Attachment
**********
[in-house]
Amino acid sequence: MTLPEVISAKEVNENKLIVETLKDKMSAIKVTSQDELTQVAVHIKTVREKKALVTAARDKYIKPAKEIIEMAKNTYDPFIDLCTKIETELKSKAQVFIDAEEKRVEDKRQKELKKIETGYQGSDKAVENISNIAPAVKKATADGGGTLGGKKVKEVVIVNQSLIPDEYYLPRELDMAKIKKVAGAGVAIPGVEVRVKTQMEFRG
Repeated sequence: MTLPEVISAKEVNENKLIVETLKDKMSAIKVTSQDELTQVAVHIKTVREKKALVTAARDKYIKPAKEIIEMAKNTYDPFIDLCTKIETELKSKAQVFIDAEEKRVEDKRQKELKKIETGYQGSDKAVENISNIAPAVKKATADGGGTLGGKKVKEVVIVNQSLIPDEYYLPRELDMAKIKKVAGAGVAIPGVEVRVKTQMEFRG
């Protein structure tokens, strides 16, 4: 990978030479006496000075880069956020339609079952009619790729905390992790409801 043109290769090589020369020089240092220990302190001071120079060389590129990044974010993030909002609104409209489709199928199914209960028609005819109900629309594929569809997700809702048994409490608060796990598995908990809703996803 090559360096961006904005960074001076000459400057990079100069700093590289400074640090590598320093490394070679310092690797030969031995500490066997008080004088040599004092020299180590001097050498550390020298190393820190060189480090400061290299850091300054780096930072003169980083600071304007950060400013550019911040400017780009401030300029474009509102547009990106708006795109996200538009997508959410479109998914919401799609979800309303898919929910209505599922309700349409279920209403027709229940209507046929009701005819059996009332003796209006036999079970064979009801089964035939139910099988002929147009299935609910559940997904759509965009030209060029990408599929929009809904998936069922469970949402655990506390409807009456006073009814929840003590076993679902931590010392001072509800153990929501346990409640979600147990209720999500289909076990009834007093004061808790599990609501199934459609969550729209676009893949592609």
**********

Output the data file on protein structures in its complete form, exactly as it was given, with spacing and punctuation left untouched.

[in-house]
Amino acid sequence: MTLPEVISAKEVNENKLIVETLKDKMSAIKVTSQDELTQVAVHIKTVREKKALVTAARDKYIKPAKEIIEMAKNTYDPFIDLCTKIETELKSKAQVFIDAEEKRVEDKRQKELKKIETGYQGSDKAVENISNIAPAVKKATADGGGTLGGKKVKEVVIVNQSLIPDEYYLPRELDMAKIKKVAGAGVAIPGVEVRVKTQMEFRG
Repeated sequence: MTLPEVISAKEVNENKLIVETLKDKMSAIKVTSQDELTQVAVHIKTVREKKALVTAARDKYIKPAKEIIEMAKNTYDPFIDLCTKIETELKSKAQVFIDAEEKRVEDKRQKELKKIETGYQGSDKAVENISNIAPAVKKATADGGGTLGGKKVKEVVIVNQSLIPDEYYLPRELDMAKIKKVAGAGVAIPGVEVRVKTQMEFRG
């Protein structure tokens, strides 16, 4: 990978030479006496000075880069956020339609079952009619790729905390992790409801 043109290769090589020369020089240092220990302190001071120079060389590129990044974010993030909002609104409209489709199928199914209960028609005819109900629309594929569809997700809702048994409490608060796990598995908990809703996803 090559360096961006904005960074001076000459400057990079100069700093590289400074640090590598320093490394070679310092690797030969031995500490066997008080004088040599004092020299180590001097050498550390020298190393820190060189480090400061290299850091300054780096930072003169980083600071304007950060400013550019911040400017780009401030300029474009509102547009990106708006795109996200538009997508959410479109998914919401799609979800309303898919929910209505599922309700349409279920209403027709229940209507046929009701005819059996009332003796209006036999079970064979009801089964035939139910099988002929147009299935609910559940997904759509965009030209060029990408599929929009809904998936069922469970949402655990506390409807009456006073009814929840003590076993679902931590010392001072509800153990929501346990409640979600147990209720999500289909076990009834007093004061808790599990609501199934459609969550729209676009893949592609």